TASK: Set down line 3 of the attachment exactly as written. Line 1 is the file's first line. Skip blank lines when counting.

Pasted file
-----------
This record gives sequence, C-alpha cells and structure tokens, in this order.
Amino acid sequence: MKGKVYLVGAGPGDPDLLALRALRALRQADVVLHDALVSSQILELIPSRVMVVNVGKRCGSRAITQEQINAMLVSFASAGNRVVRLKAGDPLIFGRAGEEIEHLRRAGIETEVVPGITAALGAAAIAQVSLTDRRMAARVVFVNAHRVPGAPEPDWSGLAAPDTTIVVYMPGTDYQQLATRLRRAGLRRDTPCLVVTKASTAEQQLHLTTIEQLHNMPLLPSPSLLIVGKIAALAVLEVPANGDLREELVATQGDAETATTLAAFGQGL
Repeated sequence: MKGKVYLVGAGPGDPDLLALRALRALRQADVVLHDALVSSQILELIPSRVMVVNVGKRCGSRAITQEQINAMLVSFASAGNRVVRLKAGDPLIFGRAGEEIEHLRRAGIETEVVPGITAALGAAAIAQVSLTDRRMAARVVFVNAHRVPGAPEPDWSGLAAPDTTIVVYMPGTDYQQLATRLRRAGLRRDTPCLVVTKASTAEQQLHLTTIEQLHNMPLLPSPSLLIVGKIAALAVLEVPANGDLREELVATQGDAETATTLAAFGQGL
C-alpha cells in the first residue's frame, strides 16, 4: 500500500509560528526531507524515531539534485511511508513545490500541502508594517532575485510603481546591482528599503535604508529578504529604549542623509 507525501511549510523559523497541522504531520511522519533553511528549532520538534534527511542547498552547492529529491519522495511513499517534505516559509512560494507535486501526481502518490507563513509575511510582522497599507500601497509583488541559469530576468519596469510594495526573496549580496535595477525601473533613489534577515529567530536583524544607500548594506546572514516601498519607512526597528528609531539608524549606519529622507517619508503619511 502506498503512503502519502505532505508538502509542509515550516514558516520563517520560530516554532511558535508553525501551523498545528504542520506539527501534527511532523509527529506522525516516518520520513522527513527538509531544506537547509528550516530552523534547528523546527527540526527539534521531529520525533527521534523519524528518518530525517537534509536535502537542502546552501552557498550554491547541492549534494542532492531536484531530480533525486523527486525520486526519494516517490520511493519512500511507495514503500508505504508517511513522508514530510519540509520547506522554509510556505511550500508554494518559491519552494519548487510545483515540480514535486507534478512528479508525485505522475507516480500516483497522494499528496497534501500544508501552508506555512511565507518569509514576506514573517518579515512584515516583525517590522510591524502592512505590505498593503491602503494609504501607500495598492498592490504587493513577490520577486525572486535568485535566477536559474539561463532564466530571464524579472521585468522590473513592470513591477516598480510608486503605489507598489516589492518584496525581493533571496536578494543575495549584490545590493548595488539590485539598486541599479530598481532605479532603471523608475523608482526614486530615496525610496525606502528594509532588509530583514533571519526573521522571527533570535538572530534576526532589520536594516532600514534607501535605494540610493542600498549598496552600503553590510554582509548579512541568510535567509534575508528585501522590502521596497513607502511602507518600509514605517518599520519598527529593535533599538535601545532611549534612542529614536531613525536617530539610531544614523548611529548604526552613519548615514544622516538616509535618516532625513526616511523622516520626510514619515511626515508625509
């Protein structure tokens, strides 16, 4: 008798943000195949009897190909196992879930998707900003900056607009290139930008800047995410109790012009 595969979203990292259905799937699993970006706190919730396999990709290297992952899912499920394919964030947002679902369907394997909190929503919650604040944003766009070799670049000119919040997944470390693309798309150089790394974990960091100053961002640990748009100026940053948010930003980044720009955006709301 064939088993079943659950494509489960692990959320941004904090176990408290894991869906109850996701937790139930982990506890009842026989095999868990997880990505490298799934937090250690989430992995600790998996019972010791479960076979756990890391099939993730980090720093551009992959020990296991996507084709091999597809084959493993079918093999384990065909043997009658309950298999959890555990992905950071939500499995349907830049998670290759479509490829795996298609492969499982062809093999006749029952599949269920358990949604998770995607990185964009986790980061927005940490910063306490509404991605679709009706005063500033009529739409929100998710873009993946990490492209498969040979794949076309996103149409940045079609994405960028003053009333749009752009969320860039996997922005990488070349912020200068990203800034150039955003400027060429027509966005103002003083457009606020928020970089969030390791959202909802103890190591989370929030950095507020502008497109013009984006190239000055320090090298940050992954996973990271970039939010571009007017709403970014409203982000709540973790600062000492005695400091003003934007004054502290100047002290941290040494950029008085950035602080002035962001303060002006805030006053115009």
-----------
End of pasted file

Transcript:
Repeated sequence: MKGKVYLVGAGPGDPDLLALRALRALRQADVVLHDALVSSQILELIPSRVMVVNVGKRCGSRAITQEQINAMLVSFASAGNRVVRLKAGDPLIFGRAGEEIEHLRRAGIETEVVPGITAALGAAAIAQVSLTDRRMAARVVFVNAHRVPGAPEPDWSGLAAPDTTIVVYMPGTDYQQLATRLRRAGLRRDTPCLVVTKASTAEQQLHLTTIEQLHNMPLLPSPSLLIVGKIAALAVLEVPANGDLREELVATQGDAETATTLAAFGQGL